Griffith Park mountain lion has some visitors worried, some unfazed
A mountain lion at Griffith Park?
"I don't believe it," said Maria Reynoso of Burbank. "It's like ghosts -- unless I see them I don't believe in them," she added. "I know it's a silly thing to say."
Sitting in her car at the Griffith Park pony ride parking lot Monday, Reynoso said she wasn't too worried about the mountain lion who has made the L.A. park home. She said she usually jogs around a golf course not far from the park ranger headquarters and that she rarely wanders up the mountain. Even with a wildcat roaming freely, she said, she'd keep her jogging routine.
"Nothing's going to deter me from coming to the park," Reynoso said.
While there have been sporadic rumors over the years of the 140-pound animals prowling the populated hillsides surrounding the park's attractions, experts said they were likely just that — rumors.
It was too unlikely, they said, that the animals would cross the freeways to get there.
For the first time, however, scientists now have proof of a mountain lion -- one they have named P-22 -- inhabiting the park.
"We never had any definitive proof of a mountain lion living in Griffith Park," said Jeff Sikich, a National Park Service biologist. "We believe this is pretty significant, that it's surrounded by such intense urbanization."
"That's crazy," said Edwin Bulaon, 42, of Tujunga, on learning of the cat as he finished riding his bicycle through the park Monday.
Not far from where Reynoso sat, three young French women vacationing in Los Angeles talked among themselves at a picnic table.
Holding a travel guidebook, 20-year-old Josephine Paulfoos said they had come to the park to see the Griffith Observatory. Asked if the book said anything about the wildlife in the park, Paulfoos said: "Just a zoo."
The women seemed unfazed when told a mountain lion had been roaming around. But they gasped shortly after a reporter said "puma" and showed cellphone images of the creature.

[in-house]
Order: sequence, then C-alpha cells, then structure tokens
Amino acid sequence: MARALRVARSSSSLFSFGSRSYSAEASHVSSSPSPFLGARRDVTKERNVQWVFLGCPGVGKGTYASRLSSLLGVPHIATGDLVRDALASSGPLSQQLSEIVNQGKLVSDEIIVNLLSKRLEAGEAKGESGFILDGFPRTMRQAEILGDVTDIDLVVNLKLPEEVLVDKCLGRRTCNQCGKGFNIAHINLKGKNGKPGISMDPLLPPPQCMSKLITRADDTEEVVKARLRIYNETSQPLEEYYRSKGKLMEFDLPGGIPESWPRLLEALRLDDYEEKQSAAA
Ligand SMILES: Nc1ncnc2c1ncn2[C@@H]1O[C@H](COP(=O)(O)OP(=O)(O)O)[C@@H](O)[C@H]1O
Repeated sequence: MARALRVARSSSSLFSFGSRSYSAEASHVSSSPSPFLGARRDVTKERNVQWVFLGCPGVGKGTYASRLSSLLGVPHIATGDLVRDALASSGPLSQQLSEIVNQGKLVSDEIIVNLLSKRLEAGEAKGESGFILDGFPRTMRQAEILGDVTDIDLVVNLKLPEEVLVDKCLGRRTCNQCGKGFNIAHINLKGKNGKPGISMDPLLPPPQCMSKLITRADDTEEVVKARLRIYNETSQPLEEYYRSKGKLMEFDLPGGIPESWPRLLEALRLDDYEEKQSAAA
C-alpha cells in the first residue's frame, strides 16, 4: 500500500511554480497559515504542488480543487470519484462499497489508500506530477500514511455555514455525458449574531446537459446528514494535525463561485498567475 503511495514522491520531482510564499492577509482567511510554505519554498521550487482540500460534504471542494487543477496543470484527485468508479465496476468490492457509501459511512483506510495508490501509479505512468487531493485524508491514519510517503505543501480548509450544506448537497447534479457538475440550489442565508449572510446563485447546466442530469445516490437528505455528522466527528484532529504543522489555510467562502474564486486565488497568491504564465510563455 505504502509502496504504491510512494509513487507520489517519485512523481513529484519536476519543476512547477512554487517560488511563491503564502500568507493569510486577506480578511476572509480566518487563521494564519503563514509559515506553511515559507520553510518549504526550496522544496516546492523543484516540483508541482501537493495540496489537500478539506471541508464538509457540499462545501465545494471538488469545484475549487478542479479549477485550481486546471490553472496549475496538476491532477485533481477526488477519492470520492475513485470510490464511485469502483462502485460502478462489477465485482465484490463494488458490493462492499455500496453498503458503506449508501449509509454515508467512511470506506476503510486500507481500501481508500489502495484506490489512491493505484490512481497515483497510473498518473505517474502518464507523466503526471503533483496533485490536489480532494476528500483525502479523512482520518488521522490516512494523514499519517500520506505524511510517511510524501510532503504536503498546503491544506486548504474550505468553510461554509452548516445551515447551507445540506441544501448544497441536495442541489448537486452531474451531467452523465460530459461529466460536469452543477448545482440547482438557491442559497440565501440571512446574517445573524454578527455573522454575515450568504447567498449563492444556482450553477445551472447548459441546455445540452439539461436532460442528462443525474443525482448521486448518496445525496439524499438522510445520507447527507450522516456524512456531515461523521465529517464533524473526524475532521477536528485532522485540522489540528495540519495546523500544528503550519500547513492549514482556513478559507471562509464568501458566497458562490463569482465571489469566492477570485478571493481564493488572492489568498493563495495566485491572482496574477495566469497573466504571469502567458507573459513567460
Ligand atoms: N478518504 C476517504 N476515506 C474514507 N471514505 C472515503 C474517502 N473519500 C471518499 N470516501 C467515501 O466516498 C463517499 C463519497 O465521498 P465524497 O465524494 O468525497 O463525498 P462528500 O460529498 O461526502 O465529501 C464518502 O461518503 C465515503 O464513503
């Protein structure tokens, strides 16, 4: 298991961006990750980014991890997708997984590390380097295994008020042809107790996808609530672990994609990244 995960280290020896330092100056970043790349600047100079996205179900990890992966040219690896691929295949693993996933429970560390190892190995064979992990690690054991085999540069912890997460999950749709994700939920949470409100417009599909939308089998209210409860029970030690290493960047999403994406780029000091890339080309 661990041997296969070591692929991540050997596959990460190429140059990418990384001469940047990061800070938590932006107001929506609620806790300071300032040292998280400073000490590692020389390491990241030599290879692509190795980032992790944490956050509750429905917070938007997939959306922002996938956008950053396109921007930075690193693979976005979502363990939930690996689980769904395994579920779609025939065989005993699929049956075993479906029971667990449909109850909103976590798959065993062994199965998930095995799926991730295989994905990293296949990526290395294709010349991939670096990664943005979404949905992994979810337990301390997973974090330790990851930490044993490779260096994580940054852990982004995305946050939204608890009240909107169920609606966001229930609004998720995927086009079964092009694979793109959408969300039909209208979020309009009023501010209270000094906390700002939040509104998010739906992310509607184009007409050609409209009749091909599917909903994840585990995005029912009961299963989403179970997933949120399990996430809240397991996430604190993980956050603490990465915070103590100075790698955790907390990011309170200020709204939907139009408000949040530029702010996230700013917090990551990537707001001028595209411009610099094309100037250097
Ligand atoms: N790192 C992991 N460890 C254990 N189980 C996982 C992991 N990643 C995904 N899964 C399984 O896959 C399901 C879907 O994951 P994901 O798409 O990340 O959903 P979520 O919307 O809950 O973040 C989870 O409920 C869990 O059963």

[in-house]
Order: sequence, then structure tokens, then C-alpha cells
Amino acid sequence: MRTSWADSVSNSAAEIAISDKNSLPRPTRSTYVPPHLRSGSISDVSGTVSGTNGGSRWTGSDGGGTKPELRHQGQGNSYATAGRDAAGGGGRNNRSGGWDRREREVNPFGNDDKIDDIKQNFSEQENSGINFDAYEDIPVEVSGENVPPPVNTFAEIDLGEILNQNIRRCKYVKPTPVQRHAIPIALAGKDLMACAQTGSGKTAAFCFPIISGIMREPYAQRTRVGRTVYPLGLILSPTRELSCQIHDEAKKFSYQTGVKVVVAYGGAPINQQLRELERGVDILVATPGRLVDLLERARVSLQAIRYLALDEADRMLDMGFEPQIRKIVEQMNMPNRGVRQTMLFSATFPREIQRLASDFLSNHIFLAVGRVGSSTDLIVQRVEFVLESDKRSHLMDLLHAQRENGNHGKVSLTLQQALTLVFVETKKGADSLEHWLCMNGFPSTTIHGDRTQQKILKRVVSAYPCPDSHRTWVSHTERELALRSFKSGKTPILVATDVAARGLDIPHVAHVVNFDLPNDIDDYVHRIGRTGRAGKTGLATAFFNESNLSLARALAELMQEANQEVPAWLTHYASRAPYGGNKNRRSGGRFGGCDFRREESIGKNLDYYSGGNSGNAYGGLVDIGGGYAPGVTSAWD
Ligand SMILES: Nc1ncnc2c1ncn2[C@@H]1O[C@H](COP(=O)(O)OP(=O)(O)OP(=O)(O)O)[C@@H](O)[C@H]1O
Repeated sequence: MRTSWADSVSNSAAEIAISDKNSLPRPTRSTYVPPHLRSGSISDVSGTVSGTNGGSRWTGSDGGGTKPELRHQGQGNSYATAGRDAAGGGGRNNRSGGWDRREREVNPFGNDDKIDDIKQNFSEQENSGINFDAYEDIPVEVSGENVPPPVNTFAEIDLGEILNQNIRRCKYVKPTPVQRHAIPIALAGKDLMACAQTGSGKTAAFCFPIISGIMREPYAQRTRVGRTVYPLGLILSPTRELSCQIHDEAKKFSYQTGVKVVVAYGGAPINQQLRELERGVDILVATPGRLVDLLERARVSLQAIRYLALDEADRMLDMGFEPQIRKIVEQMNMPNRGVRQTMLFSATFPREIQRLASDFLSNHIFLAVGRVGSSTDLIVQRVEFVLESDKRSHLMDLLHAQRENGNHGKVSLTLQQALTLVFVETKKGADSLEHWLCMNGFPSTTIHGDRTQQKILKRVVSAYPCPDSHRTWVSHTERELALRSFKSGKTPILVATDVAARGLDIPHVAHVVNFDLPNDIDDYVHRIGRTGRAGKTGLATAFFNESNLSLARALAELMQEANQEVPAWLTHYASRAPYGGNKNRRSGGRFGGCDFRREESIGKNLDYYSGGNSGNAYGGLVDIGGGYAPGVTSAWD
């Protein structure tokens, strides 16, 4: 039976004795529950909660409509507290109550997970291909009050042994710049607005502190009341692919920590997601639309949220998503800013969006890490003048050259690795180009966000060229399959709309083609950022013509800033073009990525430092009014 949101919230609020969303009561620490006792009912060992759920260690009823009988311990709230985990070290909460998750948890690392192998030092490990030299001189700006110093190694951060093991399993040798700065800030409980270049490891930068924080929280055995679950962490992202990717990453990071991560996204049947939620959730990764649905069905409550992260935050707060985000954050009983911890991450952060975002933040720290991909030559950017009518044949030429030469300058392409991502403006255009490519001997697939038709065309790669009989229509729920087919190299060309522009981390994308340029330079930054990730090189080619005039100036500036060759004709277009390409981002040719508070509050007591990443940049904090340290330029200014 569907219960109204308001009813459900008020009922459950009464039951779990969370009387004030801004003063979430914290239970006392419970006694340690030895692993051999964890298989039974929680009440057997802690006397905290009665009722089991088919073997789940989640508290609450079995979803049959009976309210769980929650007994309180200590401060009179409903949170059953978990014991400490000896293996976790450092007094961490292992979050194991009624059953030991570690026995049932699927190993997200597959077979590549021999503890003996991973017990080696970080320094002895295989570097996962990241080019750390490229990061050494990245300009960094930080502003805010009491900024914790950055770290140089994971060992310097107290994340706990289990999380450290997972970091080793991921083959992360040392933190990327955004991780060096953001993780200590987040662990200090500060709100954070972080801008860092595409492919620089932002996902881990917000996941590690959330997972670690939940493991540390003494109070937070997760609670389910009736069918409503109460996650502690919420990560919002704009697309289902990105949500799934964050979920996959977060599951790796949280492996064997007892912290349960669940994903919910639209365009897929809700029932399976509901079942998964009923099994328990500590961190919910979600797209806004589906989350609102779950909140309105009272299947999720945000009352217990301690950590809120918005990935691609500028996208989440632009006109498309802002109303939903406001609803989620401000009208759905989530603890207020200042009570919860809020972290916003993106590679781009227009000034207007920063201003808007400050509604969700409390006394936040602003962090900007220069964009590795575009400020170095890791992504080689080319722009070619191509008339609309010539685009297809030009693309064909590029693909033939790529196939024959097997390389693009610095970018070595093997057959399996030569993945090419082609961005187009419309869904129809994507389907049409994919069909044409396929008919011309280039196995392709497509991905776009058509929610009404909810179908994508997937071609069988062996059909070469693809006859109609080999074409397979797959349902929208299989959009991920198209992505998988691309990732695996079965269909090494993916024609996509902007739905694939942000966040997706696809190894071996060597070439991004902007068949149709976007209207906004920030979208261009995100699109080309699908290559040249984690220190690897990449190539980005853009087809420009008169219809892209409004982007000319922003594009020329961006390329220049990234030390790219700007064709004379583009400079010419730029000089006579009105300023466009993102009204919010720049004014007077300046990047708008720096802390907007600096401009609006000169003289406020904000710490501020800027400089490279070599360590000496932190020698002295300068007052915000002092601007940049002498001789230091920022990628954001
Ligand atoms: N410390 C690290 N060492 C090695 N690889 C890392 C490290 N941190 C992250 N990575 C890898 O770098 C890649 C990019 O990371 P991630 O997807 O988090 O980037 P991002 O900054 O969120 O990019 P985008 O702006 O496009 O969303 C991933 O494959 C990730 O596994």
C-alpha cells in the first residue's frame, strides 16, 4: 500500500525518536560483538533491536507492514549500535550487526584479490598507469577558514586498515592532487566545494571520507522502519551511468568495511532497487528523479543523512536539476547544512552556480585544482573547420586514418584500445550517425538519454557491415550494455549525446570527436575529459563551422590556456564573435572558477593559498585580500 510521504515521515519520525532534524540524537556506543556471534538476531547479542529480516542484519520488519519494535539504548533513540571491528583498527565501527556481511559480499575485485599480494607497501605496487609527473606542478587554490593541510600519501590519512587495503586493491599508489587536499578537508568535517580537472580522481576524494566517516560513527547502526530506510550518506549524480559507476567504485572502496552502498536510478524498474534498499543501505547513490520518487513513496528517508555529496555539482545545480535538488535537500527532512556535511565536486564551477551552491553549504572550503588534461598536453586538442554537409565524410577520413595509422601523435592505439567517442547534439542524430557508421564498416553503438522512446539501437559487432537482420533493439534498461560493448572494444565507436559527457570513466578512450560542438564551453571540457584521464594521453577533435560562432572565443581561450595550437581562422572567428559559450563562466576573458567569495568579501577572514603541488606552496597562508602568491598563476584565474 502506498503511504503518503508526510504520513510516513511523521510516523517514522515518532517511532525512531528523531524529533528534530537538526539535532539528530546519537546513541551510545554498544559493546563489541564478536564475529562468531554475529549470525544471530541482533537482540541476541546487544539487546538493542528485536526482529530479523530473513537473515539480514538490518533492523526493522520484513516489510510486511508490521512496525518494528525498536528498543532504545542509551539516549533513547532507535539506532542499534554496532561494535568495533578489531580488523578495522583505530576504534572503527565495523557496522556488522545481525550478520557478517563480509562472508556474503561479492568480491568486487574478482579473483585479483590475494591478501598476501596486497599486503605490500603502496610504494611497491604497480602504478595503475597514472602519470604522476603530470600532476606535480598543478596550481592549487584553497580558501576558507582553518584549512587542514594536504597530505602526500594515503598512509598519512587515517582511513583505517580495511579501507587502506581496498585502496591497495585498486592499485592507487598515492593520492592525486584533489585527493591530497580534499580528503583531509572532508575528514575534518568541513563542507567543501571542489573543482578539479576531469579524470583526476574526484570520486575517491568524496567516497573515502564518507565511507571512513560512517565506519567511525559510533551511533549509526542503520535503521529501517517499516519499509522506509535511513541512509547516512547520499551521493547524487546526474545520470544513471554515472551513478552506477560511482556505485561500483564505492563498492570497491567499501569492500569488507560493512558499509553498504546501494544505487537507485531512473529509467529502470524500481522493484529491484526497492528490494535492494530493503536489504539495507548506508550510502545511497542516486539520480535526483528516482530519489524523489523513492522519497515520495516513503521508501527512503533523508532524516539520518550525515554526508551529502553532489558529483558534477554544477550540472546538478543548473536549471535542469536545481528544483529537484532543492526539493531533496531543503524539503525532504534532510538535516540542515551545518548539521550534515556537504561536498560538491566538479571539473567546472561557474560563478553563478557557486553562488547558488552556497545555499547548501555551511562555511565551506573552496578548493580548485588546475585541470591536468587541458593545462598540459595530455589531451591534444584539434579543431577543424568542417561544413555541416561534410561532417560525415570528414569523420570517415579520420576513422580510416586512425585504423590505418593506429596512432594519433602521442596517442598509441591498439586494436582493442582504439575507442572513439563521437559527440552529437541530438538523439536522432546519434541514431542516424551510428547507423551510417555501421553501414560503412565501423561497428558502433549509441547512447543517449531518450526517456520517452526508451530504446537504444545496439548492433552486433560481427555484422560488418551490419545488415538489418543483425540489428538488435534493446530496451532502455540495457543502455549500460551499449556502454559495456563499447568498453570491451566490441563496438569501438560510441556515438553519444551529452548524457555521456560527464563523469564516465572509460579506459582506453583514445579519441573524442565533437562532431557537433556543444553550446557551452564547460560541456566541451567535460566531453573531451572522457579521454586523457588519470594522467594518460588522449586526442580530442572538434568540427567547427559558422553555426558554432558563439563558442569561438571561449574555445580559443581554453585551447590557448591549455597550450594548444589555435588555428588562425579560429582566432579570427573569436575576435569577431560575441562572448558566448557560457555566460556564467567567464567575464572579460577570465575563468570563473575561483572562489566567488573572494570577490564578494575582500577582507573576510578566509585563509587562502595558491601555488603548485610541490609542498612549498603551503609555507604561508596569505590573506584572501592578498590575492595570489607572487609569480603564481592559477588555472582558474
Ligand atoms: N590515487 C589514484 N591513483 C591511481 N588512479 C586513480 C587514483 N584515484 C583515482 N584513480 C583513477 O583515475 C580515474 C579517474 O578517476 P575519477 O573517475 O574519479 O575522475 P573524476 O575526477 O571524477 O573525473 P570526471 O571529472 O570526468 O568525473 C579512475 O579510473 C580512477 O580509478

"Scary," Paulfoos said. The other women spoke in French. One whispered Lynx, the French word for bobcat.
A mile away, near the park ranger headquarters, Joe O'Leary and Heidi Weinreich walked along a trail with their small dog, Sitka. The pair said they weren't surprised by the news. They had heard stories that there had been mountain lions in the area.
Weinreich said she would be more cautious and alert. She worried the mountain lion may one day keep her away from the park.
"I would hate to avoid the place I love," she said.
Not far, at Shane's Inspiration playground, parents expressed concern over the decision by biologists to allow the mountain lion to remain in the park.
"It makes no sense," said Billy Smith of Burbank. "I'm really shocked."
Smith, 47, who was at the playground with his 3-year-old daughter, Alia, said biologists who trapped and collared the mountain lion in the park should have released it "somewhere far away" rather than where they found it.
Smith said he is concerned that even with biologists tracking the puma's movement, authorities wouldn't be quick enough to react if the animal ever came across a human. He also said that if an animal was able to cross the city landscape to the park, there's no reason it couldn't travel from the park's backcountry to more frequently visited areas.
"Animals are precious, but this here is precious too," Smith said, holding his daughter.
The Times will host a live video discussion about P-22 at 11 a.m. with reporter Martha Groves and city editor Shelby Grad. We invite you to join in on the conversation by posting comments -- and name suggestions for the lion -- below or onto The Times’ Facebook and Google Plus pages or on Twitter using the #asklatimes hashtag.
— Ruben Vives and Martha Groves
Photo: A National Park Service photograph of P-22, the 3-year-old male mountain lion that has taken up residence at Griffith Park. Credit: National Park Service / March 28, 2012